4.1 Tissue lysis

1. For tissue lysis, fresh or free-floating tissues (∼25 mg) are lysed with a buffer (500 μl) (for each mg of tissue use about 15–20 times buffer volume) containing 50 mM Tris–HCl (pH = 7.5), 150 mM NaCl, 2 mM EDTA, protease inhibitor cocktail tablet, 1% SDS and 0.5% Triton X-100.

2. To homogenize tissue, perform ultra-sonication (sonic Dismembrator Model 100, Fisher Scientific) for 2 minutes with 20 s pulse and incubate for 30 min on ice followed by centrifugation at 12[thin space (1/6-em)]000 rpm, 4 °C for 30 min.

3. The supernatant is transferred to separate tubes, and the protein concentration of each sample is determined using the Pierce BCA microassay (Thermo-Fisher Scientific).

Pause point: At this point, samples can be stored at −20 °C before the next step or −80 °C for extended storage.

Caution: Proteinase inhibitor cocktail tablets are only valid for one year from date of opening; it is essential to check the validity of the tablets, as an old tablet will not be effective and may cause protein degradation over time.

Caution: Make fresh lysis buffer and add proteinase tablets right before using the buffer.

4.2 In-solution digestion

4. Take an equal amount of lysis buffer, add at least 5 times acetone by volume, and leave overnight, −20 °C. Next day, centrifuge the tube at 20[thin space (1/6-em)]000 × g, 4 °C for 30 min. Discard the supernatant. Wash the protein pellet with 80% ACN/20% water, sonicate briefly, and centrifuge the tubes at 20[thin space (1/6-em)]000 × g, 4 °C for 30 min. Discard the supernatant, and air dry the pellet, keeping the tubes upside down.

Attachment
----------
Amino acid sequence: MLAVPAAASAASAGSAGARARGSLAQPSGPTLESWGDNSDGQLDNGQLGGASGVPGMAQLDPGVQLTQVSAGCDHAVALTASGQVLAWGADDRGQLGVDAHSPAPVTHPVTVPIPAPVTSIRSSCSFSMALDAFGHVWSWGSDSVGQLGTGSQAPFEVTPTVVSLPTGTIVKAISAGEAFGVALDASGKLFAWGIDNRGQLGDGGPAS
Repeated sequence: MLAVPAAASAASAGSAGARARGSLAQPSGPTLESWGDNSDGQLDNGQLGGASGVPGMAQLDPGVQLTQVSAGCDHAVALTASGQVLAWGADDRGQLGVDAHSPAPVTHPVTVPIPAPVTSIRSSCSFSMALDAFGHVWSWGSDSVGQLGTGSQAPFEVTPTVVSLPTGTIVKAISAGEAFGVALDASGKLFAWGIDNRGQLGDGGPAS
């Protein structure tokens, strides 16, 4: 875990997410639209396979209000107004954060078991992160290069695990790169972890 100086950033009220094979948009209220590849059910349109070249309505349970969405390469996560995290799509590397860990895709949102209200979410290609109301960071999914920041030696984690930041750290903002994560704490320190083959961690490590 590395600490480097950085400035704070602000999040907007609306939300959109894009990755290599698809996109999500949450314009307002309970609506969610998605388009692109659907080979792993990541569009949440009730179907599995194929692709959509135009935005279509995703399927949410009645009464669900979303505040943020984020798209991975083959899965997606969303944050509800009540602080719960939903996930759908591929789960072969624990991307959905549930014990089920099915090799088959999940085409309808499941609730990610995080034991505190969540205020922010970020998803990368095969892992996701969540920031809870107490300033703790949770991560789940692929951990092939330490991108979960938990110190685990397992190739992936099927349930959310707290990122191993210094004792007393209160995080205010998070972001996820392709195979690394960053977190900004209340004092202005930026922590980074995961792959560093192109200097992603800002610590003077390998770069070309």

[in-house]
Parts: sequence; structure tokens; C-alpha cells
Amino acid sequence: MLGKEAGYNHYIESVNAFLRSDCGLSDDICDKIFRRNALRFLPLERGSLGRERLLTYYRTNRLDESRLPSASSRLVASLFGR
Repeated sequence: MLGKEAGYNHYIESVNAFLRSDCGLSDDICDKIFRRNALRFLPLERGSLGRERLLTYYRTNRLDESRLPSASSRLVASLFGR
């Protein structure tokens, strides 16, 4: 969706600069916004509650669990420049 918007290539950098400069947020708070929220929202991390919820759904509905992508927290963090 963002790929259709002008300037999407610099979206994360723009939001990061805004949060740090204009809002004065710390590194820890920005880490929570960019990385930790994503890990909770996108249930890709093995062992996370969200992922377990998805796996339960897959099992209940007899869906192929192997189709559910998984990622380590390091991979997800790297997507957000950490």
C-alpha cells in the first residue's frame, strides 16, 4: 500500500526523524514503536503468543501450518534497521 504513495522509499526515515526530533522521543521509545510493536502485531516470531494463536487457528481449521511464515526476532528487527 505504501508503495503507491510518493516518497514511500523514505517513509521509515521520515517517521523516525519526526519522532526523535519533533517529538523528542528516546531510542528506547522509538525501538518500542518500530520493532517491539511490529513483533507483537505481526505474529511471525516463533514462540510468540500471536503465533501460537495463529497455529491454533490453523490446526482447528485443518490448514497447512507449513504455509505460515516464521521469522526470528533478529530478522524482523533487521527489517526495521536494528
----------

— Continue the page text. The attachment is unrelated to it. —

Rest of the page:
Caution: To ensure complete digestion of biomolecules on applying enzymes, effective removal of detergent is required. If the lysis buffer to be used contain a high concentration of detergent or is in bulk volumes, we recommend using Pierce Detergent Removal Spin Columns (Thermo-Fisher Scientific, 87777) for complete detergent removal before going to next step.

5. Take the protein pellet, add 5 mM Ammonium acetate, vortex, spin, and add 20 milliunits of hyaluronidase enzyme, vortex, spin, and incubate at 37 °C overnight on an Eppendorf mixer at 450 rpm.

6. Next day apply the solution to MWCO filters (Microcon™ Centrifugal Filters: Ultracel-10 Membrane, MRCPRT010, MilliporeSigma), centrifuge at 14[thin space (1/6-em)]000 × g, 4 °C for 20 minutes. Wash the filter with 200 μl of water, and centrifuge at 14[thin space (1/6-em)]000 × g, 4 °C for 20 min. Repeat the step twice. Collect the flow-through; these are HA disaccharides.

Caution: Use of correct MWCO filters is essential to have an effective protein recovery. We recommend using 10 kDa filter and Microcon™ filter units with a horizontal membrane rather than Amicon filter units with vertical membrane design.

7. Put the filter from step 6 in a new Eppendorf tube and add Tris–HCl (pH = 8.0), making a final concentration of 20 mM, ammonium acetate (5 mM), chondroitinase ABC enzyme (20 millliunit), and vortex briefly, and incubate 37 °C overnight.